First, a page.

Dec 21, 2013
459
154
73
57
France - moving to Shizuoka
#15
Down in the Loire Valley for a week. Being a good father and running around visiting this and that. In the evening before food able to get out for a ride; These are Troglo caves in the valley walls......... They used to be houses now shops. Lots around the area.
 

leicaman

Maximum Pace
Sep 20, 2012
2,548
2,245
133
Asakadai, Saitama
#17
@theBlob you are an amazing piece of kit, having evolved over many hundreds of thousands of years. Your legs are a very intricate mix of lots of different muscles, tendons, cartilage and ligaments. They all do slightly different things. Doing different movements works them in different ways (when I say "you", I mean humans....don't worry, I wasn't trying to chat you up ;) ).
I find that when I run, I use different muscles to cycling. When running I generally get tight calves before quads however it was quite the opposite when I did a long run last Wednesday. The day after, my quads and hips were causing me a little discomfort. I would say the pain in the quads last week was a little higher up the leg than I usually get when cycling. When cycling, the pain tends to be a little lower down towards the knees (I say pain, but it's not really pain. It doesn't hurt unless I massage the area).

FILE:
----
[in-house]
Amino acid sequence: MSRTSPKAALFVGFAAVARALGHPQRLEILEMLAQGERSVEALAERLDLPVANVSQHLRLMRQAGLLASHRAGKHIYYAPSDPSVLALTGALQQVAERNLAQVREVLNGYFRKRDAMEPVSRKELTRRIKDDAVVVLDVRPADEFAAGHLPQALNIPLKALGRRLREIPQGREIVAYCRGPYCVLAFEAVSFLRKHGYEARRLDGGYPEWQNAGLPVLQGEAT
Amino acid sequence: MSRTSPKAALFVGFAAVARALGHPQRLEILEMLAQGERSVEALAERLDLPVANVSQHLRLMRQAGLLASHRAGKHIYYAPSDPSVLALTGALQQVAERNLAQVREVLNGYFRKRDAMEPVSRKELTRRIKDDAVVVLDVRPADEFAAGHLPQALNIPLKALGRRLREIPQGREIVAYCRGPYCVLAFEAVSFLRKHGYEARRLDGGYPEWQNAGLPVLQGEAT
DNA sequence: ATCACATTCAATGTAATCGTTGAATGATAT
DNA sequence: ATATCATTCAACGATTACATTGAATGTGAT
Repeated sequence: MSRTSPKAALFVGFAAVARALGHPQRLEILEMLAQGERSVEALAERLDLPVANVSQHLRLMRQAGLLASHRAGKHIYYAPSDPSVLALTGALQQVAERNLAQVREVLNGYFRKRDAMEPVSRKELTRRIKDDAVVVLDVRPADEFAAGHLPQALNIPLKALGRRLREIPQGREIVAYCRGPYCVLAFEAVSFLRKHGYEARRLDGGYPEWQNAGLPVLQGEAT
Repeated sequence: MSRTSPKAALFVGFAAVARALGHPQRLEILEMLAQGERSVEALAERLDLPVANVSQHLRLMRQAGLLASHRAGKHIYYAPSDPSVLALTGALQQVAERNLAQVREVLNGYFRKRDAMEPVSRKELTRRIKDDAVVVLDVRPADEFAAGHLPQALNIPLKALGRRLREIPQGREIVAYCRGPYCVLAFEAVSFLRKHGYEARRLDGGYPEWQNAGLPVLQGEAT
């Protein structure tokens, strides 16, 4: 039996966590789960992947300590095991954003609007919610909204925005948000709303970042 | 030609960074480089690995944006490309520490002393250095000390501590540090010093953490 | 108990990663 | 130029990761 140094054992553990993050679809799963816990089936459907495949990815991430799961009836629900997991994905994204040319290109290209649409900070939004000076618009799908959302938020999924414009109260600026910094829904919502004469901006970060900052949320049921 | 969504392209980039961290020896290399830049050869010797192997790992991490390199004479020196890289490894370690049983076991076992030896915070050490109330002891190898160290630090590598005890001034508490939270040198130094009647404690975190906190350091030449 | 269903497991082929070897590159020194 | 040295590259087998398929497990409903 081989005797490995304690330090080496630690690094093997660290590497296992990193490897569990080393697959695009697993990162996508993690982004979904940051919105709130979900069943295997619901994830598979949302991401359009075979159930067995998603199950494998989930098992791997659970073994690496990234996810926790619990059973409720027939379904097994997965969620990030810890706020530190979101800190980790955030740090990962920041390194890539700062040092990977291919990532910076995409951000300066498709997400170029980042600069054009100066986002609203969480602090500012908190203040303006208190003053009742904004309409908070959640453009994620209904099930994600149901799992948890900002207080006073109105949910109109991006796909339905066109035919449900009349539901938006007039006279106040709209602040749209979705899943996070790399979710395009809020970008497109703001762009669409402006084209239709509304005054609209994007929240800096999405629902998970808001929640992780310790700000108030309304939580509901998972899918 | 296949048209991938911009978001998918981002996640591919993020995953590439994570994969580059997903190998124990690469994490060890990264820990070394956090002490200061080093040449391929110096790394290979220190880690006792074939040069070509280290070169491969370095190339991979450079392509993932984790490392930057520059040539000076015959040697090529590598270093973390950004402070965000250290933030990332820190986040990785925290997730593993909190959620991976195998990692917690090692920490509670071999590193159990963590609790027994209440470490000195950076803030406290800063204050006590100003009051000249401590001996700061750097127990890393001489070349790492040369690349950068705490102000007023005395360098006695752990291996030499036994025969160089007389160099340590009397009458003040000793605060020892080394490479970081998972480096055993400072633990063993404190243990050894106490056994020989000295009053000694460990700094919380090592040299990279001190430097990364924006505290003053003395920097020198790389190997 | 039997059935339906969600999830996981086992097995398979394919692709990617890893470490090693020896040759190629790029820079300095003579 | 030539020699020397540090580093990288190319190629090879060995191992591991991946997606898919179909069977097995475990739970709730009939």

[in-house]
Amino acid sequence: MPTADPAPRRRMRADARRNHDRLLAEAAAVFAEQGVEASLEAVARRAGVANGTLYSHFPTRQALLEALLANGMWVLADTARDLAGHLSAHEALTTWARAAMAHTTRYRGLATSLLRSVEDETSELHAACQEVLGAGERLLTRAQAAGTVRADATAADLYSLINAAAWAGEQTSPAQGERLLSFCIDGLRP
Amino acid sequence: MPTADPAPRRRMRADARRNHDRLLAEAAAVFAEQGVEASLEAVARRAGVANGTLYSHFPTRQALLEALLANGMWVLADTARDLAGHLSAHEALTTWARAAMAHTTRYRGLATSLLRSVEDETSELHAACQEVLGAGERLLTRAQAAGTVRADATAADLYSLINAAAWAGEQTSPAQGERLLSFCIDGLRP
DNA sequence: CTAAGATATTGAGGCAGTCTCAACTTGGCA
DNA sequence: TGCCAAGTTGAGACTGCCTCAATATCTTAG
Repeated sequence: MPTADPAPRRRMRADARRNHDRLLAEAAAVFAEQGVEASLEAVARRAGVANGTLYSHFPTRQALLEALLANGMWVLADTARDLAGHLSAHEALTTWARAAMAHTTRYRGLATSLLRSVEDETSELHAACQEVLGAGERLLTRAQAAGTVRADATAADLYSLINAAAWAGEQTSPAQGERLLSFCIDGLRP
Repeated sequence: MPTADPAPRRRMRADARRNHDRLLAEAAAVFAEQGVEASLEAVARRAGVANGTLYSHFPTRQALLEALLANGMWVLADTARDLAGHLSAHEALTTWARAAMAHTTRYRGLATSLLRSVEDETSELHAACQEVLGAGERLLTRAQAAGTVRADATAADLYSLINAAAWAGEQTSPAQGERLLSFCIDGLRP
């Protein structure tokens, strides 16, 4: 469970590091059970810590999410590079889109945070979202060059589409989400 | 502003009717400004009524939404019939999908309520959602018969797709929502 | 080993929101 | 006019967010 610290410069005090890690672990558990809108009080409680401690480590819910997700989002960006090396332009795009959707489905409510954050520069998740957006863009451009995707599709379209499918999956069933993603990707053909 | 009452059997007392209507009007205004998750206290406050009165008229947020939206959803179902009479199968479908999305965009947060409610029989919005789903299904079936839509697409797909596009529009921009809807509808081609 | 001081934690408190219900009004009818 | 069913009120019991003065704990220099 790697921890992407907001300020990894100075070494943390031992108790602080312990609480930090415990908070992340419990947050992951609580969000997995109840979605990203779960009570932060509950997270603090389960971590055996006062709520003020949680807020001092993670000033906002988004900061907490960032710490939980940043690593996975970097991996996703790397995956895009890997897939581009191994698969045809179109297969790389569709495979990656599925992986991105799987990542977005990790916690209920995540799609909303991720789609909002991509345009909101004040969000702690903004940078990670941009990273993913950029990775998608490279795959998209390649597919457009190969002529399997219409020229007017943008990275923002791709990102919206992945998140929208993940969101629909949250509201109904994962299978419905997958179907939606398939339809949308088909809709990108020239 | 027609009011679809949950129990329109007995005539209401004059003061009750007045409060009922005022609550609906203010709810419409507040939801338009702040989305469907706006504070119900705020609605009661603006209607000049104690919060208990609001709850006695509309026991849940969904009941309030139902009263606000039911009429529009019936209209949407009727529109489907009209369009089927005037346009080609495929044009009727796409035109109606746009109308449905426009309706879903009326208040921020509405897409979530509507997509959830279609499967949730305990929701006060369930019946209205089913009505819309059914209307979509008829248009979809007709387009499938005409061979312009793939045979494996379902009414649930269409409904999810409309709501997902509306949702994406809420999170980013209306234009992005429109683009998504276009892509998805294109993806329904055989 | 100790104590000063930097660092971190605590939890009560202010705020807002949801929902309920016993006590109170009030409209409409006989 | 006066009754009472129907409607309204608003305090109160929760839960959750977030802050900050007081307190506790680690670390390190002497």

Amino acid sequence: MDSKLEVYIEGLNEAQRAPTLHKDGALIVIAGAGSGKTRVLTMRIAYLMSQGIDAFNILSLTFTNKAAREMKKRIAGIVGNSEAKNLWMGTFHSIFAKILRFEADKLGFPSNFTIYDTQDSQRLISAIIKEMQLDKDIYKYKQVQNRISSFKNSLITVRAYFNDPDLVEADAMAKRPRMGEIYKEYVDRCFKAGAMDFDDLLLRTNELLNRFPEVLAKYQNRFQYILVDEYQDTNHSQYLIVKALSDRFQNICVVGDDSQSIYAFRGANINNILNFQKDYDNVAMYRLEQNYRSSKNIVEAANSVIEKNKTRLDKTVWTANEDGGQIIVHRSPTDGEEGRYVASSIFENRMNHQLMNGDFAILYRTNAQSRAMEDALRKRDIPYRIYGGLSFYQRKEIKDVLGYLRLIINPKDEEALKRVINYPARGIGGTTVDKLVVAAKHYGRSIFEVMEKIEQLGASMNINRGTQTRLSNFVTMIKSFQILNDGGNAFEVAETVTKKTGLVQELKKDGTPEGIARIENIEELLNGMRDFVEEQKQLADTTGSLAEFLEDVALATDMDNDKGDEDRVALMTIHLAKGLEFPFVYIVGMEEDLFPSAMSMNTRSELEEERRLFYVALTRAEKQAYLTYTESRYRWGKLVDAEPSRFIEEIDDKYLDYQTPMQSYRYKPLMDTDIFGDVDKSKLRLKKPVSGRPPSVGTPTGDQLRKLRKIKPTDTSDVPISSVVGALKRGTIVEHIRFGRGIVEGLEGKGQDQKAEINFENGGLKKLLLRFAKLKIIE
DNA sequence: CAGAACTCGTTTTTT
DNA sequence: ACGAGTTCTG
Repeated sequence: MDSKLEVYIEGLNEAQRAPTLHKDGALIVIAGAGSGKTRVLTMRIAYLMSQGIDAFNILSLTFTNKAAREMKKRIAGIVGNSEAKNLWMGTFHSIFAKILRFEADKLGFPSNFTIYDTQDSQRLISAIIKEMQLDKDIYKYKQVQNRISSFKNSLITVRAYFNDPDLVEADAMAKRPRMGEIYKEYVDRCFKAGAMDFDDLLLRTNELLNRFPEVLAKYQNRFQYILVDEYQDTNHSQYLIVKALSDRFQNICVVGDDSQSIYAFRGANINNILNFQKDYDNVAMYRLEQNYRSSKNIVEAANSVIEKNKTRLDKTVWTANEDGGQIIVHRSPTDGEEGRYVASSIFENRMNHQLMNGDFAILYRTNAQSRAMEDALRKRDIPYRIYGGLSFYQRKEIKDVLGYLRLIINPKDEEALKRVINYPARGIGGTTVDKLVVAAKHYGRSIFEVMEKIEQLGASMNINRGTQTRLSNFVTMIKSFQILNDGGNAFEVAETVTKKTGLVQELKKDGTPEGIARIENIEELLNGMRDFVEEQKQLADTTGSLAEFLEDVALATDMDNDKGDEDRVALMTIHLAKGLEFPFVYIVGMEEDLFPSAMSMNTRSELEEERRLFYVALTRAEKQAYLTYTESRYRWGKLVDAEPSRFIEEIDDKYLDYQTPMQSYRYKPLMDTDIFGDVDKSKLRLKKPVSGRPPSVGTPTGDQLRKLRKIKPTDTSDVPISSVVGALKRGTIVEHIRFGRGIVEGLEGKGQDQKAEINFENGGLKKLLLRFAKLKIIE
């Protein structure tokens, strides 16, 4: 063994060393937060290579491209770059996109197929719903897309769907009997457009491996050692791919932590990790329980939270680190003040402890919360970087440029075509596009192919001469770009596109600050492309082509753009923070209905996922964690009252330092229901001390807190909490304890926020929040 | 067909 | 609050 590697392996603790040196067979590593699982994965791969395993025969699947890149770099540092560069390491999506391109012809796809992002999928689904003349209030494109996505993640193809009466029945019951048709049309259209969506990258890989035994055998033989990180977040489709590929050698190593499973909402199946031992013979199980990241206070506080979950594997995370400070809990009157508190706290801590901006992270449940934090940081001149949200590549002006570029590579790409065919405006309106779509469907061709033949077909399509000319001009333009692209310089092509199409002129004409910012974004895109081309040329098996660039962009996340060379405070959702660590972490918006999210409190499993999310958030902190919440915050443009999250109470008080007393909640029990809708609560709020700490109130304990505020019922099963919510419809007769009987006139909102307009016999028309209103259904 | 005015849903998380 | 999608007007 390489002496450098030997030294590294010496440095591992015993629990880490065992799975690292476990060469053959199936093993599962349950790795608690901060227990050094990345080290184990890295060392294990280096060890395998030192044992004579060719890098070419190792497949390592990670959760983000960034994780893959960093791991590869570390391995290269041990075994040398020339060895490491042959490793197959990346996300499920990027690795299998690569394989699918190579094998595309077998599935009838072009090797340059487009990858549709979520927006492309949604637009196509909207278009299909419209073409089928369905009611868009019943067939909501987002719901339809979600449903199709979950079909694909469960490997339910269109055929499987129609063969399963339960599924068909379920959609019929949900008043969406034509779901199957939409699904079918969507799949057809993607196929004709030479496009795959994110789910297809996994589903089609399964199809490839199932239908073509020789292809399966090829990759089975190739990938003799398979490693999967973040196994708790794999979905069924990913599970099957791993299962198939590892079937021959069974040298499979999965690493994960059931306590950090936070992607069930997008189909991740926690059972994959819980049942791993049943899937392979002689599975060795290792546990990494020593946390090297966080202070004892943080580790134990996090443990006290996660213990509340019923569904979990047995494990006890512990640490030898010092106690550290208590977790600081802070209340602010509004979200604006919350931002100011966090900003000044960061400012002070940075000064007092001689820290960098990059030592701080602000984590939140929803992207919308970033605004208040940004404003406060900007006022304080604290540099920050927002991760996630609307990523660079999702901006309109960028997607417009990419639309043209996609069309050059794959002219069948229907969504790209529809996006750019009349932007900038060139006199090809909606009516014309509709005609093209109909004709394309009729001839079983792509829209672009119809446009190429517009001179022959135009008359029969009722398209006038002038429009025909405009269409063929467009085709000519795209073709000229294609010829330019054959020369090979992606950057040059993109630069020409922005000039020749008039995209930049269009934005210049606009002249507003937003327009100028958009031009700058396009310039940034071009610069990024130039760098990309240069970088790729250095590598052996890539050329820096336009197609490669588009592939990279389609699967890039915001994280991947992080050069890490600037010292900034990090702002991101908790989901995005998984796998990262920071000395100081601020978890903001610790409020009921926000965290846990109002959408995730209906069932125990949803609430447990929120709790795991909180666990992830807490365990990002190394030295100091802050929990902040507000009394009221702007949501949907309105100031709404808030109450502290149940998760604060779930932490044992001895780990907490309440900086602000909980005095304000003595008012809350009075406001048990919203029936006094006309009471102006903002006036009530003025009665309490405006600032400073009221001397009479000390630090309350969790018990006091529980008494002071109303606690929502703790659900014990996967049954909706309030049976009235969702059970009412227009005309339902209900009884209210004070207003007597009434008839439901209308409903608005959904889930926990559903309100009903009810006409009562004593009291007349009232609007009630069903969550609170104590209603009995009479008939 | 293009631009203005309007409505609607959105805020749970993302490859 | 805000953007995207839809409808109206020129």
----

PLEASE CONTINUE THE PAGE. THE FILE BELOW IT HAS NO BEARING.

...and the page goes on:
With regards to it making you a stronger cyclist, yes I think it would. Would it make you a stronger cyclist than if you climbed 3000m on the bike everyday, no. Running is one of the best known exercises for cardio work. I find that coming from the winter season, where I have been running 100-130km per week, to the biking season, my cardiovascular and respiratory system are great , but my legs burn. They burn because they are not used to the concentric and eccentric muscle contractions that cycling creates. They burn because different muscle groups are being used in a different way.